Major Muhammad Akram Shaheed (NH): Battle of Hilli’s Hero

by on July 3, 2011
in Pride of Pakistan

Major Muhammad Akram

Major Muhammad Akram (April 14, 1938 – Decemer 1971) was a Pakistani Army officer who embraced martyrdom during the Indo-Pak war of 1971. Muhammad Akram was born in Dinga city of District Gujrat while he belonged to village Nakka Kalan of District Jhelum, Punjab. He was born in an Awan tribe of Pakistan.

After completing his early education, Akram appeared for Pakistan Army selection and was selected for the 1963 batch of Pakistan Military Academy. Akram graduated from PMA and was commissioned in the Frontier Force Regiment on October 16, 1963. While being posted at Lahore cantonment, Major Muhammad Akram (then Captain) participated in the 1965 Indo-Pak War. He was commander of a small company which preformed successful operations against the Indian Army.

In 1969, Captain Muhammad Akram was promoted to the rank of Major and was soon posted to East Pakistan (now Bangladesh). After the start of civil war in East Pakistan, Major Muhammad Akram’s unit 4 FF was placed in the forward area of Hilli district as war was impending between India and Pakistan. After the unannounced attack by India of East Pakistan, he and his men were subjected to heavy air, artillery and armour attacks from Indian Army. For almost fortnight, Major Muhammad Akram and his troops were able to force Indians back and inflicting heavy damages to them. He got injured during the battle and later embraced martyrdom. He was buried in the village of District Bogra of East Pakistan (now Bangaldesh). He was posthumously awarded Nishan-e-Haider by the Pakistani government. He is the only soldier of Pakistan Army who is buried in foreign land but received Nishan e Haider. In his remembrance, a memorial was built in the city of Jhelum.

 

Rohtas Fort

by on December 9, 2010
in Travel Pakistan

Forts in Pakistan-Rohtas fort

After Sher Shah Suri the Afghan ruler defeated Moghul King Humayun, Suri decided to build a strong complex at a point from where he could successfully block the advances of Humayun and his allies the Gakhars who refused to side with Suri.

A gorge some 16km North West of Jehlum was chosen as the site of the Rohtas Fort. The Fort is built on a hillock 300 feet and the huge complex occupies an area of 12.63 acres. Built mainly for military purpose, the fort is charming in its own strange way. The building style is a rich blend of Afghan and Hindu architecture. The fort could house 30,000 men and features such as the trap gates, massive walls, 68 towers, 3 stepped walls (called Baolis) and the fortification wall were added to make the fort almost invincible. The fort complex includes a mosque called the Shahi Mosque, Rani Mahal and Haveli Maan Singh.

The fort has 12 gates with interesting names and a few with interesting stories. The fort is decorated with engravings in Arabic and sun flower motifs, some specimen of calligraphy are also found here but the general look and feel of the fort is more of a military base rather then a luxurious dwelling. For this very reason the fort was unpopular with the Moghul kings who had a rather refined taste. this fort to the Gakhars. The Rohtas Fort still remains a grand piece of architecture.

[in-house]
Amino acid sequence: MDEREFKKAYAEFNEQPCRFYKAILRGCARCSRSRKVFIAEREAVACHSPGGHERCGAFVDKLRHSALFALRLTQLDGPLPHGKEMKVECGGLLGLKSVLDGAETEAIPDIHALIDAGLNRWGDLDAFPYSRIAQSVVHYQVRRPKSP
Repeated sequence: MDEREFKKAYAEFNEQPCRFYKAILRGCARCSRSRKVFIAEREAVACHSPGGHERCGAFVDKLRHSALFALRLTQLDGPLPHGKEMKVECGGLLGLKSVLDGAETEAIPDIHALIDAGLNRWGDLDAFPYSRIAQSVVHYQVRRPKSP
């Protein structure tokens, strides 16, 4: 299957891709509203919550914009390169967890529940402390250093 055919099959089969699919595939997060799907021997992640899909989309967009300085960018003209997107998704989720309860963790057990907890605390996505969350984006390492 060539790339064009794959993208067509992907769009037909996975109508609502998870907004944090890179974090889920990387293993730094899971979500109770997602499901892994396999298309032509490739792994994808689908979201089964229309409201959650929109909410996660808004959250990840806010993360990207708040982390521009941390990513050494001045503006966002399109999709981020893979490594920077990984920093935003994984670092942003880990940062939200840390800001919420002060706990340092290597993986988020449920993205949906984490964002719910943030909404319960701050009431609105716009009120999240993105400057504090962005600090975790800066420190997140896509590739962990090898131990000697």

Suri died before the Fort could be completed and Humayun the new ruler of India gave

Canal System of Pakistan

by on January 31, 2010
in Hydropower

Thal_Canal of Pakistan

Irrigation is the man-made supply of water to the land to encourage vegetation. It is a substitute for inadequate or erratic rainfall and is extremely essential for arid regions where there are no rivers and also in humid regions to improve crop output. In Pakistan, 75% of the agricultural land is under irrigation. Three major water sources in Pakistan are rain water, ground water and rivers.

Irrigation system is not something new. Since olden days, people had devised various methods to water their fields. Some traditional methods of irrigation are Persian Wheel, Charsa and Shaduf. Karez is another traditional irrigation system practiced in Baluchistan only. Karez is a horizontal canal located mainly on the foot hills and it brings the under ground water to the surface. Modern advancements in the irrigation system are the perennial canals and tube wells.
Pakistan is basically a dry country with the River Indus and its tributaries being the main source of water supply. Dams both large and small and barrages have been built on the Indus and its tributaries. Large dams such as Tarbela Dam and Mangla Dam are multipurpose plans which not only store water, irrigate lands but also generate hydro electricity. Small dams like Khanpur Dam, Rawal Dam and Hub Dam supply water for agriculture, industrial and domestic purpose and act as a reservoir as well. A hilly terrain is required to build a dam. Barrages on the other hand are built on flat places they also supply water for irrigation purpose and industrial and domestic use. Some barrages are Sukkur Barrage, Guddu Barrage, Kotri Barrage, and Chashma Barrage.

Canals are taken out from rivers, dams and barrages. Pakistan has one of the largest canal irrigation systems in the world. The Inundation canals are taken from rivers and they receive water only when the water level in the rivers is high such as during floods. The perennial canals are taken from dams and barrages and supply water to the fields through out the year. In Pakistan there are 3 large dams, 85 small dams, 19 barrages, 12 inter link canals, 45 canals and 0.7 million tube wells to meet the commercial, domestic and irrigational needs of the country.